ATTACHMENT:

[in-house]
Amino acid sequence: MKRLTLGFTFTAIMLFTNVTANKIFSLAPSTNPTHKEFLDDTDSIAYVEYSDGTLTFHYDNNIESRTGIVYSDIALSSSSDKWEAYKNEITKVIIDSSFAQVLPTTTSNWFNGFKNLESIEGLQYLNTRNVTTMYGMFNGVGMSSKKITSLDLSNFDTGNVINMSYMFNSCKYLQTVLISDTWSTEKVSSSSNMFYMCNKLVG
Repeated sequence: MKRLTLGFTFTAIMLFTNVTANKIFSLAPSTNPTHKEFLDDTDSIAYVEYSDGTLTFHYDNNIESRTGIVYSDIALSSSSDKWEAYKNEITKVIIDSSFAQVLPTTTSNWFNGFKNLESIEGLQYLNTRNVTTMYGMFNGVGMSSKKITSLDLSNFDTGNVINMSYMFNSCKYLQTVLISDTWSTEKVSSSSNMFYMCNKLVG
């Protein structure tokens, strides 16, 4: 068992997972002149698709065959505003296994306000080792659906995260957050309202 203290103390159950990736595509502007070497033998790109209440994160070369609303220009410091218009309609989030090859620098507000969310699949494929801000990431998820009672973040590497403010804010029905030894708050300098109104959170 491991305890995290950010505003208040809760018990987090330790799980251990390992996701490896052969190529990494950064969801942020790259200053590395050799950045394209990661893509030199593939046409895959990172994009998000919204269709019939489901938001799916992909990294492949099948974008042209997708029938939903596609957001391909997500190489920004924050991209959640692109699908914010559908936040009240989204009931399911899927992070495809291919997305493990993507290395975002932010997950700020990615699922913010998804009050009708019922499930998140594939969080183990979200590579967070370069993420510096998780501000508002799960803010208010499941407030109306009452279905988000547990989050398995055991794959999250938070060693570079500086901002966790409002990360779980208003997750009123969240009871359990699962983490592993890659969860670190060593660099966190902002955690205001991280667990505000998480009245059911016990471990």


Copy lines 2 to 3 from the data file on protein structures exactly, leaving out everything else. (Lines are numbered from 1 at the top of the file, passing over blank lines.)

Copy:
Amino acid sequence: MKRLTLGFTFTAIMLFTNVTANKIFSLAPSTNPTHKEFLDDTDSIAYVEYSDGTLTFHYDNNIESRTGIVYSDIALSSSSDKWEAYKNEITKVIIDSSFAQVLPTTTSNWFNGFKNLESIEGLQYLNTRNVTTMYGMFNGVGMSSKKITSLDLSNFDTGNVINMSYMFNSCKYLQTVLISDTWSTEKVSSSSNMFYMCNKLVG
Repeated sequence: MKRLTLGFTFTAIMLFTNVTANKIFSLAPSTNPTHKEFLDDTDSIAYVEYSDGTLTFHYDNNIESRTGIVYSDIALSSSSDKWEAYKNEITKVIIDSSFAQVLPTTTSNWFNGFKNLESIEGLQYLNTRNVTTMYGMFNGVGMSSKKITSLDLSNFDTGNVINMSYMFNSCKYLQTVLISDTWSTEKVSSSSNMFYMCNKLVG